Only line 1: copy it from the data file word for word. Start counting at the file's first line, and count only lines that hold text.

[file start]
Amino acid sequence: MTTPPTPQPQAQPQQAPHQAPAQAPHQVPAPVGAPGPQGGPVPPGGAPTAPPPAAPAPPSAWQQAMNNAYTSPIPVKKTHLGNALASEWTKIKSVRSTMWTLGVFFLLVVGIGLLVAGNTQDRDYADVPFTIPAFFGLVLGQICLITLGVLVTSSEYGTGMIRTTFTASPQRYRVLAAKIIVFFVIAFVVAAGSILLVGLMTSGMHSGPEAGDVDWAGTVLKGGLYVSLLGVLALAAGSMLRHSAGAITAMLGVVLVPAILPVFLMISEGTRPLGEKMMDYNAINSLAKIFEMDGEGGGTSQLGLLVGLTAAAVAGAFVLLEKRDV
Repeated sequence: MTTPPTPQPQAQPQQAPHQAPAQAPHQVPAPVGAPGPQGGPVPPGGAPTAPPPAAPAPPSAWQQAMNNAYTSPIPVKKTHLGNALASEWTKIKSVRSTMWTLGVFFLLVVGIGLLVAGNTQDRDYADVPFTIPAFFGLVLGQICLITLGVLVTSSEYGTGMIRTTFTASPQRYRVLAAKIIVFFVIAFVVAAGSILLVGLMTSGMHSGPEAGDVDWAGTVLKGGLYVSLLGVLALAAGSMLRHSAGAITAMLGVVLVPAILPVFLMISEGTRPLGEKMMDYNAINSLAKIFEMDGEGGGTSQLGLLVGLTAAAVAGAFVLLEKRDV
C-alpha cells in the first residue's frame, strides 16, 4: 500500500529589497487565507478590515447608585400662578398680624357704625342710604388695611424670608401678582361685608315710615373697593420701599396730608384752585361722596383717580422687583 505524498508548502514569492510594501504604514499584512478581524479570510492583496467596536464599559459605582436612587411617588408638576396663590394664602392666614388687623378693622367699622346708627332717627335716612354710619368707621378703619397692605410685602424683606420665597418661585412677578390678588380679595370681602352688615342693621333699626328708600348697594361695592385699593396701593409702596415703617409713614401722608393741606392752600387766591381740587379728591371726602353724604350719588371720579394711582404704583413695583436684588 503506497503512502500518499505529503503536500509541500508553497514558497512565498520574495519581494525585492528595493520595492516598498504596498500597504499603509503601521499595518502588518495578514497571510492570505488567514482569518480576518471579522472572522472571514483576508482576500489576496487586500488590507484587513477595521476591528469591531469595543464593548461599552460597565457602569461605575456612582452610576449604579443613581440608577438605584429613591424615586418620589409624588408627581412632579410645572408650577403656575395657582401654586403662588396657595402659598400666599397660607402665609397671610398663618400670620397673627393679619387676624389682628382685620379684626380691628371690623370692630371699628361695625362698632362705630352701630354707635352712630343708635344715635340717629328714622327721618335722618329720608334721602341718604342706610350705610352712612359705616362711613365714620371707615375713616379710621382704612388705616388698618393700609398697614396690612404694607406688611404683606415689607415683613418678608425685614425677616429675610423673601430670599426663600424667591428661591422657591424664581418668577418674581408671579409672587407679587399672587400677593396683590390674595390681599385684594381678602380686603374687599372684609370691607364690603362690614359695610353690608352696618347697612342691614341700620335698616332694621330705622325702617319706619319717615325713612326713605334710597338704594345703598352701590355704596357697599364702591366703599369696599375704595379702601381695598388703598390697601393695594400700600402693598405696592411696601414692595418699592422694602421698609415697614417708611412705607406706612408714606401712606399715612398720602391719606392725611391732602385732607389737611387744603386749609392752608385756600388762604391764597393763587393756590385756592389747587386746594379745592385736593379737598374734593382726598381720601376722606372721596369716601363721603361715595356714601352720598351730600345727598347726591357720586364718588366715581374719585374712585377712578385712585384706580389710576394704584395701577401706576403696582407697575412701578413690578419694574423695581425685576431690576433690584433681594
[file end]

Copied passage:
Amino acid sequence: MTTPPTPQPQAQPQQAPHQAPAQAPHQVPAPVGAPGPQGGPVPPGGAPTAPPPAAPAPPSAWQQAMNNAYTSPIPVKKTHLGNALASEWTKIKSVRSTMWTLGVFFLLVVGIGLLVAGNTQDRDYADVPFTIPAFFGLVLGQICLITLGVLVTSSEYGTGMIRTTFTASPQRYRVLAAKIIVFFVIAFVVAAGSILLVGLMTSGMHSGPEAGDVDWAGTVLKGGLYVSLLGVLALAAGSMLRHSAGAITAMLGVVLVPAILPVFLMISEGTRPLGEKMMDYNAINSLAKIFEMDGEGGGTSQLGLLVGLTAAAVAGAFVLLEKRDV